In one aspect of the invention, then, a method is provided for increasing the rate at which a peptidyl drug permeates through the body surface of a patient. The method involves administering the peptidyl drug to a predetermined area of the patient's body surface in combination with a hydroxide-releasing agent in a predetermined amount effective to enhance the flux of the peptidyl drug through the body surface without causing damage thereto. The predetermined amount of the hydroxide-releasing enhancer is preferably an amount effective to provide a pH at the body surface in the range of about 8.0 to 13, preferably about 8.0 to 11.5, more preferably about 8.5 to 11.5, during drug administration. If a skin patch is used, this is the preferred pH at the interface between the basal surface of the patch (i.e., the skin-contacting or mucosal-contacting surface of the patch) and the body surface. The optimal amount (or concentration) of any one hydroxide-releasing agent will, however, depend on the specific hydroxide-releasing agent, i.e., on the strength or weakness of the base, its molecular weight, and other factors as will be appreciated by those of ordinary skill in the art of transdermal drug delivery. This optimal amount may be determined using routine experimentation to ensure that the pH at the body surface is within the aforementioned ranges, i.e., in the range of about 8.0 to 13, preferably about 8.0 to 11.5, more preferably about 8.5 to 11.5. A conventional transdermal drug delivery device or “patch” may be used to administer the active agent, in which case the drug and hydroxide-releasing agent are generally present in a drug reservoir or reservoirs. However, the drug and hydroxide-releasing agent may also be administered to the body surface using a liquid or semisolid formulation. Alternatively, or in addition, the body surface may be pretreated with the enhancer, e.g., treated with a dilute solution of the hydroxide-releasing agent prior to transdermal drug administration. Such a solution will generally be comprised of a protic solvent (e.g., water or alcohol) and have a pH in the range of about 8.0 to 13, preferably about 8.0 to 11.5, more preferably 8.5 to 11.5.
In a related aspect of the invention, a composition of matter is provided for delivering a drug through a body surface using a hydroxide-releasing agent as a permeation enhancer. Generally, the formulation comprises (a) a therapeutically effective amount of a drug, (b) a hydroxide-releasing agent in an amount effective to enhance the flux of the drug through the body surface without causing damage thereto, and (c) a pharmaceutically acceptable carrier suitable for topical or transdermal drug administration. The composition may be in any form suitable for application to the body surface, and may comprise, for example, a cream, lotion, solution, gel, ointment, paste or the like, and/or may be prepared so as to contain liposomes, micelles, and/or microspheres. The composition may be directly applied to the body surface or may involve use of a drug delivery device. In either case, it is preferred although not essential that water be present in order for the hydroxide-releasing agent to generate hydroxide ions and thus enhance the flux of the active agent through the patient's body surface. Thus, a formulation or drug reservoir may be aqueous, i.e., contain water, or may be nonaqueous and used in combination with an occlusive overlayer so that moisture evaporating from the body surface is maintained within the formulation or transdermal system during drug administration. In some cases, however, e.g., with an occlusive gel, a nonaqueous formulation may be used with or without an occlusive overlayer.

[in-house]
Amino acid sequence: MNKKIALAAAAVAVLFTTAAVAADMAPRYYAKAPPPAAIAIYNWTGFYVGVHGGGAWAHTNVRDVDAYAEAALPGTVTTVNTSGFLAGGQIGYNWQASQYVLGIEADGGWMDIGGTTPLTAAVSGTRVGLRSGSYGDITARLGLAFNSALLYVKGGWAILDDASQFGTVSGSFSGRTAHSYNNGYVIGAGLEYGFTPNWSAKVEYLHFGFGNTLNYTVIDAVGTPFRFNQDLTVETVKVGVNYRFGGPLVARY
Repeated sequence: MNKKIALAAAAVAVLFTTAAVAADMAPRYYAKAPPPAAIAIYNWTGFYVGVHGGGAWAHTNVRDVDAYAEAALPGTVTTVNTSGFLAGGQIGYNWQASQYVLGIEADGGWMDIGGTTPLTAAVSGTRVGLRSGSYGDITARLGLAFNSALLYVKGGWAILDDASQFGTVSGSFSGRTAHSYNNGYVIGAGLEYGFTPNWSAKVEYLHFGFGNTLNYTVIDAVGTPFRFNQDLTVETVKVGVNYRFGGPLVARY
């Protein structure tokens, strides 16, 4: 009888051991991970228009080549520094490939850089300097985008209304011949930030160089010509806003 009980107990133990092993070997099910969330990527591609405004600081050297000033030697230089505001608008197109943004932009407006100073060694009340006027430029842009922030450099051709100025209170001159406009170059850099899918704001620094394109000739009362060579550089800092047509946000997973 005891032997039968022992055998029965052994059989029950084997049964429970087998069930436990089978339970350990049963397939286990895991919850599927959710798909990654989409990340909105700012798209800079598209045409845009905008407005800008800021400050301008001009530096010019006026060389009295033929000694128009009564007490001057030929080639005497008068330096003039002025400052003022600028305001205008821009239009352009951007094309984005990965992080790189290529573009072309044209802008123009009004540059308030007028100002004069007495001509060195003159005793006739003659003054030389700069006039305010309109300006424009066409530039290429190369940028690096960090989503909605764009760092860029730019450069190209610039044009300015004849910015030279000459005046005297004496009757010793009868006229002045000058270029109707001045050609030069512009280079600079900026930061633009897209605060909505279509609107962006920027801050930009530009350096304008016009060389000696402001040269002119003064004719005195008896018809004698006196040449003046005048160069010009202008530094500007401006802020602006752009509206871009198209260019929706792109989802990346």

In another aspect of the invention, a drug delivery system is provided for the topical or transdermal administration of a drug using a hydroxide-releasing agent as a permeation enhancer. The system will generally comprise: at least one drug reservoir containing the drug and the hydroxide-releasing agent in an amount effective to enhance the flux of the drug through the body surface without causing damage thereto; a means for maintaining the system in drug and enhancer transmitting relationship to the body surface; and a backing layer that serves as the outer surface of the device during use. The backing layer may be occlusive or nonocclusive, although it is preferably occlusive. The drug reservoir may be comprised of a polymeric adhesive, which may serve as the basal surface of the system during use and thus function as the means for maintaining the system in drug and enhancer transmitting relationship to the body surface. The drug reservoir may also be comprised of a hydrogel, or it may be a sealed pouch within a “patch”-type structure wherein the drug and hydroxide-releasing agent are present in the pouch as a liquid or semi-solid formulation.
The peptidyl drug incorporated as part of the invention may be any peptidyl drug that provides a desired pharmacological effect. General categories of such peptidyl drugs include, for example, coagulation modulators, cytokines, endorphins, hormones, analogs of LHRH (luteinizing hormone-releasing hormone) and kinins.
Definitions and Overview: